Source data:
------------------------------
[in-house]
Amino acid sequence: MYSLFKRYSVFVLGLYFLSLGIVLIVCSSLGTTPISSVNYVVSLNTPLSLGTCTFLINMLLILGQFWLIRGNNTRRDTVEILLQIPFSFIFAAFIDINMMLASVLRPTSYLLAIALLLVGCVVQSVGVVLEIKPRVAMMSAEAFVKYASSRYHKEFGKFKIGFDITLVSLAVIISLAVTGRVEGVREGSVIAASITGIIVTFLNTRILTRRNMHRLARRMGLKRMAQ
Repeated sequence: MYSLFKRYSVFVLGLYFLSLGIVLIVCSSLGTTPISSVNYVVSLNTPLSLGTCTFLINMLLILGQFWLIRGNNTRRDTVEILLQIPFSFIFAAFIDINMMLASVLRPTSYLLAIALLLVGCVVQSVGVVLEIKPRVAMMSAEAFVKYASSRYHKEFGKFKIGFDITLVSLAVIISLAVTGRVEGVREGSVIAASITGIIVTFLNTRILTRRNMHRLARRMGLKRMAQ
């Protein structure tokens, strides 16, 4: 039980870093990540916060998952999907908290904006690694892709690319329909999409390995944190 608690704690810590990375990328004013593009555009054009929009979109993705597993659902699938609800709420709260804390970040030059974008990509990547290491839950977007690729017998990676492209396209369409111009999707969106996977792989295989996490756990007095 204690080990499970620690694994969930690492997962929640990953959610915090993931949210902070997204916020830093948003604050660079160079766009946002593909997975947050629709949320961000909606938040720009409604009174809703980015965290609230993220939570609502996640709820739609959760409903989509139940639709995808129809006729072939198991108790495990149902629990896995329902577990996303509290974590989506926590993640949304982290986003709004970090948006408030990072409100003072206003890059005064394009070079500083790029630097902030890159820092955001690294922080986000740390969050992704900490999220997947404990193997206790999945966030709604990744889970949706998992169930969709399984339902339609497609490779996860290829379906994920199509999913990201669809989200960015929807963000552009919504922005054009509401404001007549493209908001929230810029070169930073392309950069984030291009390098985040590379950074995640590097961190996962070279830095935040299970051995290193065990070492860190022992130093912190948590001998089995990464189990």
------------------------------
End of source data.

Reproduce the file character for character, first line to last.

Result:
[in-house]
Amino acid sequence: MYSLFKRYSVFVLGLYFLSLGIVLIVCSSLGTTPISSVNYVVSLNTPLSLGTCTFLINMLLILGQFWLIRGNNTRRDTVEILLQIPFSFIFAAFIDINMMLASVLRPTSYLLAIALLLVGCVVQSVGVVLEIKPRVAMMSAEAFVKYASSRYHKEFGKFKIGFDITLVSLAVIISLAVTGRVEGVREGSVIAASITGIIVTFLNTRILTRRNMHRLARRMGLKRMAQ
Repeated sequence: MYSLFKRYSVFVLGLYFLSLGIVLIVCSSLGTTPISSVNYVVSLNTPLSLGTCTFLINMLLILGQFWLIRGNNTRRDTVEILLQIPFSFIFAAFIDINMMLASVLRPTSYLLAIALLLVGCVVQSVGVVLEIKPRVAMMSAEAFVKYASSRYHKEFGKFKIGFDITLVSLAVIISLAVTGRVEGVREGSVIAASITGIIVTFLNTRILTRRNMHRLARRMGLKRMAQ
């Protein structure tokens, strides 16, 4: 039980870093990540916060998952999907908290904006690694892709690319329909999409390995944190 608690704690810590990375990328004013593009555009054009929009979109993705597993659902699938609800709420709260804390970040030059974008990509990547290491839950977007690729017998990676492209396209369409111009999707969106996977792989295989996490756990007095 204690080990499970620690694994969930690492997962929640990953959610915090993931949210902070997204916020830093948003604050660079160079766009946002593909997975947050629709949320961000909606938040720009409604009174809703980015965290609230993220939570609502996640709820739609959760409903989509139940639709995808129809006729072939198991108790495990149902629990896995329902577990996303509290974590989506926590993640949304982290986003709004970090948006408030990072409100003072206003890059005064394009070079500083790029630097902030890159820092955001690294922080986000740390969050992704900490999220997947404990193997206790999945966030709604990744889970949706998992169930969709399984339902339609497609490779996860290829379906994920199509999913990201669809989200960015929807963000552009919504922005054009509401404001007549493209908001929230810029070169930073392309950069984030291009390098985040590379950074995640590097961190996962070279830095935040299970051995290193065990070492860190022992130093912190948590001998089995990464189990």